Invalid Unit Specified
Association Detail Report: CEGL007525
Pinus taeda - Quercus alba - (Fagus grandifolia) / Smilax pumila - Mitchella repens Forest

The U.S. National
Vegetation Classification
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Translated Name:Loblolly Pine - White Oak - (American Beech) / Sarsaparilla-vine - Partridgeberry Forest
Colloquial Name:West Gulf Coastal Plain Mesic Loblolly Pine - Mixed Hardwood Forest
This acidic, mesic mixed forest of the West Gulf Coastal Plain may best be described as hardwood - loblolly forest. Taken together, hardwoods are more abundant and important than are pines, however, Pinus taeda may be the single most dominant species in the overstory with individual trees attaining large diameters and height. The core concept of this type are stands with a significant component of mesic site species in all strata, although somewhat slightly drier forms may be included as long as Quercus alba is important in the overstory. This type occurs in a variety of ecological settings in the region, including middle and lower slopes between uplands and stream bottoms and at the heads of drainages along small, intermittent streams on acidic sandy loams, silt loams and silty clays, and mesic situations in flatwoods environments.
No Data Available
The most floristically rich examples occur up slope of mesic ravines in the region. Flatwoods examples and those in related environments lack many of the vernal species which may occasionally be present in this type. With additional work and data these depauperate, presumably drier examples may merit recognition at a later date (R. Evans pers. obs. 2002). Additionally, there may be a slightly subcalcareous subtype along the southwestern periphery of the Upper West Gulf Coastal Plain (see plots SAMH.4, SAMH.2) (NatureServe unpubl. data).
Synonomy: < IA6e. Loblolly Pine - Shortleaf Pine - Oak Forest (Allard 1990)
< Loblolly Pine - Hardwood (13) (USFS 1988)
< Loblolly Pine - Hardwood: 82 (Eyre 1980)
< Lower Slope Hardwood Forest (Marks and Harcombe 1981)
< T1B3aIII5b. Pinus taeda-Quercus (phellos, nigra, stellata) (Foti et al. 1994)
< White Oak - Loblolly Pine / Callicarpa Loamy Mesic Lower Slopes and Terraces (Turner et al. 1999)

Related Type Name:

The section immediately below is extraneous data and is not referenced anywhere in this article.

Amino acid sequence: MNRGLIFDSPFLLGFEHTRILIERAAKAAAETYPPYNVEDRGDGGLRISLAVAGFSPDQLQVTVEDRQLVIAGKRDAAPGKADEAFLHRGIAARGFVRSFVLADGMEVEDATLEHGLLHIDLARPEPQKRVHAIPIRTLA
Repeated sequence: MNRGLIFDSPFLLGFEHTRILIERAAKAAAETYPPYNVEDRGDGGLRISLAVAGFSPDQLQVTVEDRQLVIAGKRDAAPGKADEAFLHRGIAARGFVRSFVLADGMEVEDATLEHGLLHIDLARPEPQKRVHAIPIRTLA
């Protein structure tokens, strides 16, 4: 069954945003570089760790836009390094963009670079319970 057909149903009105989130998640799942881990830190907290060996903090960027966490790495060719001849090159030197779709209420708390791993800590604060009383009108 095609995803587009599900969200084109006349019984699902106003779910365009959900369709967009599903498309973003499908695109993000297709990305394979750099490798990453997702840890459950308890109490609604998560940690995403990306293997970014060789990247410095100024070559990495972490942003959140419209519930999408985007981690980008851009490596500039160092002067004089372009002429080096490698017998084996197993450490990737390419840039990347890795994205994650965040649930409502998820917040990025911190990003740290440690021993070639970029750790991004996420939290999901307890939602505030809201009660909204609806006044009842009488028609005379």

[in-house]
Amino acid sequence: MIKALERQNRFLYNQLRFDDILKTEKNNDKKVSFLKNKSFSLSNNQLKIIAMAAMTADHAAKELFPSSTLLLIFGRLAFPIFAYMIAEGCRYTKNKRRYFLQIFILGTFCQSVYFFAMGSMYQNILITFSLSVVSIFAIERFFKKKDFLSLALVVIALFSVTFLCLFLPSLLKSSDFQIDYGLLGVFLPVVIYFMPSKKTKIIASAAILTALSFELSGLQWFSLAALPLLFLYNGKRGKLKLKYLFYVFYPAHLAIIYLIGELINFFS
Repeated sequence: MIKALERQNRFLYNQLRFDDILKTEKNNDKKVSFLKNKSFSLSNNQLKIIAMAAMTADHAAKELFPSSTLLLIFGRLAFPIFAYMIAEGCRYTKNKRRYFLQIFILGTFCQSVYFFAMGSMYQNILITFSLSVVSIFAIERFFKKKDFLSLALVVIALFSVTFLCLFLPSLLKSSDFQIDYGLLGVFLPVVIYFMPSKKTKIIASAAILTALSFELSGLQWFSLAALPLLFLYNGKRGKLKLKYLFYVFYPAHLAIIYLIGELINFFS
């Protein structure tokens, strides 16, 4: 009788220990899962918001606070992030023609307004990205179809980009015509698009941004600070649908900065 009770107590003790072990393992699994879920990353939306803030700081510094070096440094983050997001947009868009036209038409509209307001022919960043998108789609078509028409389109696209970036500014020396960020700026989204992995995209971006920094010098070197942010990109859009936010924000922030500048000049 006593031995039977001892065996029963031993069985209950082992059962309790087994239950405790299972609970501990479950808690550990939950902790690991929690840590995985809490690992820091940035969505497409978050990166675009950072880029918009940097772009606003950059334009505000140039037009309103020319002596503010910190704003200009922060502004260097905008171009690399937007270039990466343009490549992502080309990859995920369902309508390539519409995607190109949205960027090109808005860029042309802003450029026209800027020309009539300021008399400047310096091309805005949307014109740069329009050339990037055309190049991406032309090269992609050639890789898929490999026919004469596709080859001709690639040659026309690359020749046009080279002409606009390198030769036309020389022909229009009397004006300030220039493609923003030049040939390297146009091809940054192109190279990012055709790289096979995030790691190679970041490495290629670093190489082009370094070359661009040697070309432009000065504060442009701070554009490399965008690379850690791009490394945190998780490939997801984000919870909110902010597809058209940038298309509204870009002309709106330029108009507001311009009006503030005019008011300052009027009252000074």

Short Citation:
  • Allard 1990
  • Diamond 1993
  • Dickson et al. 1993
  • Evans, R. pers. comm.
  • Eyre 1980
  • Foti et al. 1994
  • Harcombe and Neaville 1977
  • Hatchell 1964
  • Kilpatrick et al. 1986
  • Landers 1989
  • LNHP 2009
  • MacRoberts and MacRoberts 1997c
  • Marks and Harcombe 1981
  • Martin and Smith 1991
  • Martin and Smith 1993
  • NatureServe Ecology - Southeastern U.S. unpubl. data
  • Smith 1995b
  • Smith 1996a
  • Soil Conservation Service 1990
  • Southeastern Ecology Working Group n.d.
  • Turner et al. 1999
  • Turner et al. n.d.
  • USFS 1988
States/Provinces:AR, LA, OK?, TX
Nations:US
Range:This association is known from Louisiana and Texas and likely ranges into Arkansas and Oklahoma.
US Forest Service Ecoregions
Domain Name:
Division Name:
Province Name:Southeastern Mixed Forest Province
Province Code:231   Occurrence Status:Confident or certain
Section Name:Middle Coastal Plains, Western Section
Section Code:231E     Occurrence Status:Confident or certain
No Data Available
This mixed forest is dominated by both Pinus taeda and mixed hardwoods. Associated hardwoods may include Quercus alba, Quercus nigra, Quercus laurifolia, Quercus phellos, Nyssa sylvatica, Liquidambar styraciflua, Fagus grandifolia, Magnolia grandiflora (diminishes greatly north of central Louisiana), Quercus michauxii, Quercus pagoda, Acer rubrum, Carya alba, Carya cordiformis, and less commonly Quercus falcata, Quercus stellata, and Carya texana. The subcanopy may include canopy species and Ilex opaca var. opaca, Ostrya virginiana, Carpinus caroliniana, Prunus mexicana, and Cornus florida. The short-shrub stratum may include canopy and subcanopy species, plus Callicarpa americana, Symplocos tinctoria, Morella cerifera (= Myrica cerifera), Vaccinium elliottii, Viburnum dentatum, and Viburnum acerifolium. Herbaceous species may include Polystichum acrostichoides, Athyrium filix-femina ssp. asplenioides, Phegopteris hexagonoptera, Spigelia marilandica, Mitchella repens, Podophyllum peltatum, Phlox divaricata, Tipularia discolor, Arisaema triphyllum, Chasmanthium laxum, and Melica mutica (NatureServe Ecology unpubl. data, Turner et al. unpubl. data). The exotics Lonicera japonica, Ligustrum sinense, and Microstegium vimineum may occur in this community.
This type occurs in a variety of ecological settings in the region, including middle and lower slopes between uplands and stream bottoms and at the heads of drainages along small, intermittent streams on acidic sandy loams, silt loams and silty clays, and mesic situations in flatwoods environments. Hydrology ranges from mesic-wet to dry-mesic. Soils are acidic and include silt loams, sandy loams, and silty clays. This forest occurs on mesic flats and middle and lower slopes between uplands and stream bottoms, often on Caddo and Glenmora silt loams. It is also known from along small streams on Caddo-Guyton silt loams. Caddo soils are poorly drained, slowly permeable fine-silty, siliceous, thermic Typic Glossaqualfs occurring on broad flats in the terrace uplands, with slopes less than 1%. Glenmora soils are moderately well-drained, slowly permeably fine-silty, siliceous, thermic Glossaquic Paleudalf with slopes ranging from 1-3%, occurring on broad ridgetops and gentle side slopes in terrace uplands. Guyton soils are poorly drained, slowly permeable soils formed in loamy alluvium. They are fine-silty, siliceous, thermic Typic Glossaqualfs with slopes less than 1% occurring in broad flats and depressions, and along streams. Caddo, Glenmora, and Guyton soils are typically found near each other (Kilpatrick et al. 1986, Martin and Smith 1991, 1993).